Consumer preferences for sustainably produced meat and meat substitutes in Japan
Meat has multiple nutritional benefits and is consumed as the primary source of protein by an increasing segment of the world's population. However, there have been significant environmental costs associated with the growing demand for meat. The Food and Agriculture Organization of the United Nations (FAO) reported in 2013 that livestock production accounts for 14.5% of all greenhouse gas emissions caused by human activity.
To reduce the environmental impact of meat production and meet the increasing demand for protein sustainability, there have been efforts to switch to alternative livestock farming practices and protein sources, such as plant-based protein and lab-grown meat, also known as cultured meat.
To understand consumer preferences and attitudes towards these alternative protein sources, researchers from Tokyo Institute of Technology (Tokyo Tech) and Shinshu University in Japan conducted a survey involving 4,421 beef consumers and shoppers in Japan.
"To the best of our knowledge, this report is the first to explore and give insights on beef and meat substitutes in Japan, where there have been fewer reports than in other markets," says Associate Professor Takumi Ohashi from Tokyo Tech. The results of this survey are discussed in their study, which was published in Meat Science and was made available online on 24 November 2022.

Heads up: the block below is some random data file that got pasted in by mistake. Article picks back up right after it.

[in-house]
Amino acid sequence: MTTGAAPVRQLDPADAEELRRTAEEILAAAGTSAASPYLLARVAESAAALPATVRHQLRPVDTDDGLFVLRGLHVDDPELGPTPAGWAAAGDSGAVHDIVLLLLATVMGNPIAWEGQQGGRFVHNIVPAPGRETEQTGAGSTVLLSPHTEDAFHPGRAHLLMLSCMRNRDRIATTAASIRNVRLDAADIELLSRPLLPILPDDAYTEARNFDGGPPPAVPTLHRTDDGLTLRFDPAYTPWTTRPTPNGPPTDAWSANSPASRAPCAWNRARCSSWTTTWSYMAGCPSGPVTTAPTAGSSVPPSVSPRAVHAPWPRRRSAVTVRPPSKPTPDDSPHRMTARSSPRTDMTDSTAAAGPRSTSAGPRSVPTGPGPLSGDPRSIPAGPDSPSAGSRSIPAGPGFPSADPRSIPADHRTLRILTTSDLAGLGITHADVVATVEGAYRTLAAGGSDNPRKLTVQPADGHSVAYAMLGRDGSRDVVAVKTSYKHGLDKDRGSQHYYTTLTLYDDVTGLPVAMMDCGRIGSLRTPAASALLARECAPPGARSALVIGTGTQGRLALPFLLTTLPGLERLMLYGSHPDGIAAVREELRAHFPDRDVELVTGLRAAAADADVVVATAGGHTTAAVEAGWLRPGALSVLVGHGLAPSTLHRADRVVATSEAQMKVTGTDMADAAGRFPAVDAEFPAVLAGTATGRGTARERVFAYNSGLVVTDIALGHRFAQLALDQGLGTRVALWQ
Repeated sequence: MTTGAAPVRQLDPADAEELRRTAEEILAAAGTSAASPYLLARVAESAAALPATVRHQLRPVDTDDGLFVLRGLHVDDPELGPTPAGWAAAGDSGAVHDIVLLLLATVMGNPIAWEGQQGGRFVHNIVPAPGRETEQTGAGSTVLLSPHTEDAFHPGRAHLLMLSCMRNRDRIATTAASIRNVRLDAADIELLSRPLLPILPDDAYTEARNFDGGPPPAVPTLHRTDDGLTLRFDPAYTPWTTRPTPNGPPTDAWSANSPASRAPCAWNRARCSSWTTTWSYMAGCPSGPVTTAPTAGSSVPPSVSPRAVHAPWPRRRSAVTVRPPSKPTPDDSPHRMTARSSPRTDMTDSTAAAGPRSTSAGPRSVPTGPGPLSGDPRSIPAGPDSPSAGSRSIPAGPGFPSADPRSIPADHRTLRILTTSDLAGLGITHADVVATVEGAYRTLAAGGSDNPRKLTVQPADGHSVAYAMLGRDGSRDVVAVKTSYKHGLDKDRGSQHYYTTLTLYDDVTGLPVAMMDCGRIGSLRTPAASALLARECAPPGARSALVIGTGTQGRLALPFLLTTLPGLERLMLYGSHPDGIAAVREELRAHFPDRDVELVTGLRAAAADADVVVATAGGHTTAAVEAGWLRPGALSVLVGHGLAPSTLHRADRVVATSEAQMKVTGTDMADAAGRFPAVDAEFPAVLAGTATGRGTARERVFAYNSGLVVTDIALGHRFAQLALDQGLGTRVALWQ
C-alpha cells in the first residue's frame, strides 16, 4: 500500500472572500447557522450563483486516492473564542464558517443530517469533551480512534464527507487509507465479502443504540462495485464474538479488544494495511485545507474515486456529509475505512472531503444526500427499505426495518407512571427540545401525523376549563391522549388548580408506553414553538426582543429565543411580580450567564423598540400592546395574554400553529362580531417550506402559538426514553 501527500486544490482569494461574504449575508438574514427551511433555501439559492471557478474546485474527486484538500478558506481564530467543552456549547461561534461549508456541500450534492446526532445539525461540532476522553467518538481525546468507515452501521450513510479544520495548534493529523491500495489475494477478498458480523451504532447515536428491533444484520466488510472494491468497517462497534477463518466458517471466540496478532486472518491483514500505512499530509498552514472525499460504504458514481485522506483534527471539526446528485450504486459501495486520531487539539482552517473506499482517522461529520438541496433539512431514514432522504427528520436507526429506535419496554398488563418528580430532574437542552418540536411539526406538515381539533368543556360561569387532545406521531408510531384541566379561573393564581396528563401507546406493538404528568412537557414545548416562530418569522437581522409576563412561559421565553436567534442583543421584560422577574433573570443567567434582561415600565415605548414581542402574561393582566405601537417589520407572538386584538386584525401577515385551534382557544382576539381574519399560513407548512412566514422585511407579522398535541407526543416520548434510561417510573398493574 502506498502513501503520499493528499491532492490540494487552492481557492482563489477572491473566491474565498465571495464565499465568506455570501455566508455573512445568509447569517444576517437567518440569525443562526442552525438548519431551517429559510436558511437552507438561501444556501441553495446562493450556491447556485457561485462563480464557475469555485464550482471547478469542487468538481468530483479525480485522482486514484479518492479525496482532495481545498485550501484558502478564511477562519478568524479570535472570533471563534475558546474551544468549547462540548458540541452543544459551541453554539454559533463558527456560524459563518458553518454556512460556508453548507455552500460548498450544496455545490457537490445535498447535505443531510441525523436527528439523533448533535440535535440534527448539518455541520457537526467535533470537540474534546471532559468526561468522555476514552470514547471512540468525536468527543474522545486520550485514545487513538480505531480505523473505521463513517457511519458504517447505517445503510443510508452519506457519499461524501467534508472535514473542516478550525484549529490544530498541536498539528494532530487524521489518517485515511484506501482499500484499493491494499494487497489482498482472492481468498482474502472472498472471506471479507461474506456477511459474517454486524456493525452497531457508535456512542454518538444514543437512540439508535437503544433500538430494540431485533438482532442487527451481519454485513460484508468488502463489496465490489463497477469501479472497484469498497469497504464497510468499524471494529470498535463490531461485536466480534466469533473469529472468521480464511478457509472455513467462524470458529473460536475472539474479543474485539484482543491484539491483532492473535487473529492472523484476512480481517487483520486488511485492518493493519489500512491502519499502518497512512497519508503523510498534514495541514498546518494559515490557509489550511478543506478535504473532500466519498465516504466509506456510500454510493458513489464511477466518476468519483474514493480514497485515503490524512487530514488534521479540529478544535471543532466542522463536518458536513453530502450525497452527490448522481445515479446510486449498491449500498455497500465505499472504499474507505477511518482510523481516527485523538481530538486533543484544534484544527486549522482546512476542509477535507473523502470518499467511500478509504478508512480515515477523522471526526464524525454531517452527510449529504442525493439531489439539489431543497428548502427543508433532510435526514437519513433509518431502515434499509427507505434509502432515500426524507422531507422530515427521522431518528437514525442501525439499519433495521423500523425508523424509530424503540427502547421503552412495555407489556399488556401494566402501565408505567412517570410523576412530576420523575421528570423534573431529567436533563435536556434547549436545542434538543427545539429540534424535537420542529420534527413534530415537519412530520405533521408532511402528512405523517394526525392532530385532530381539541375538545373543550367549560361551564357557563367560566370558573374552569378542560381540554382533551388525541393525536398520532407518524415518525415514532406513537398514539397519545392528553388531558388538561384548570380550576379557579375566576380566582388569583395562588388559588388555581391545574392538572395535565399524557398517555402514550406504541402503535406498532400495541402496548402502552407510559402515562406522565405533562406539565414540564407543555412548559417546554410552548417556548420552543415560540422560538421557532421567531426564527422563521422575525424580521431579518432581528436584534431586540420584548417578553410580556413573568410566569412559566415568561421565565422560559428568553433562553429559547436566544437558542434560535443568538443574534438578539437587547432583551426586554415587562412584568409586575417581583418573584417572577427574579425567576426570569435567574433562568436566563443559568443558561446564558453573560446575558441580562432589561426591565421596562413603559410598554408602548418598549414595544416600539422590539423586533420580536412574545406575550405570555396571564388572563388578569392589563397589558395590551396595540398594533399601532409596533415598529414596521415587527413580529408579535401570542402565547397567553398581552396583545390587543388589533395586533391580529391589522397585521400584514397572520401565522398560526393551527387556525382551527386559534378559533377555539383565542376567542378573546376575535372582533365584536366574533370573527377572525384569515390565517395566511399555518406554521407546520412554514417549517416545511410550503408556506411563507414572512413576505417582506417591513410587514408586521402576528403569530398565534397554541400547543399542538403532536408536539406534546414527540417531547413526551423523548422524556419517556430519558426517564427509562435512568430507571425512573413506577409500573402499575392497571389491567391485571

Most of the respondents preferred domestic beef, but their choices of production methods and preference for meat substitutes were influenced by a wide range of factors such as cost, familiarity, and various sociodemographic characteristics.
"Five segments could be identified according to the respondents' choice preferences in each segment: novelty accepters, generous customers, attribute–economy balancers, price-conscious, and conservatives," said Professor Ohashi.
The largest group, comprising 32% of respondents, were 'generous customers' who were willing to pay a premium for organic beef mince. The second largest group, comprising more than 19% of the respondents were 'conservative consumers' who preferred beef mince produced by conventional methods. 18.3% of respondents were 'attribute-economy balancers' and 18.1% were 'price-conscious customers', who shared similar preferences with the generous customers but were more influenced by the price of meat when making their decisions.
In these four segments, plant-based substitutes and cultured meat were the least preferred. However, 'novelty accepters', who made up the smallest group of respondents at 13%, stood out in the survey due to their high preference towards sustainably grown meat and meat substitutes. This group was characterized by their willingness to try new and innovative products.
Overall, the survey found that 80% of respondents preferred Japanese-origin organic beef and were willing to pay a premium for the same. However, most of the respondents were unlikely to switch to plant-based meat or cultured meat.
The results of the survey suggest that there is a diverse range of preferences and behaviors among consumers in Japan when it comes to the types of beef production and meat substitutes. Taking into consideration the values and preferences of each consumer segment can help incentivize the use of alternative and sustainable protein sources.
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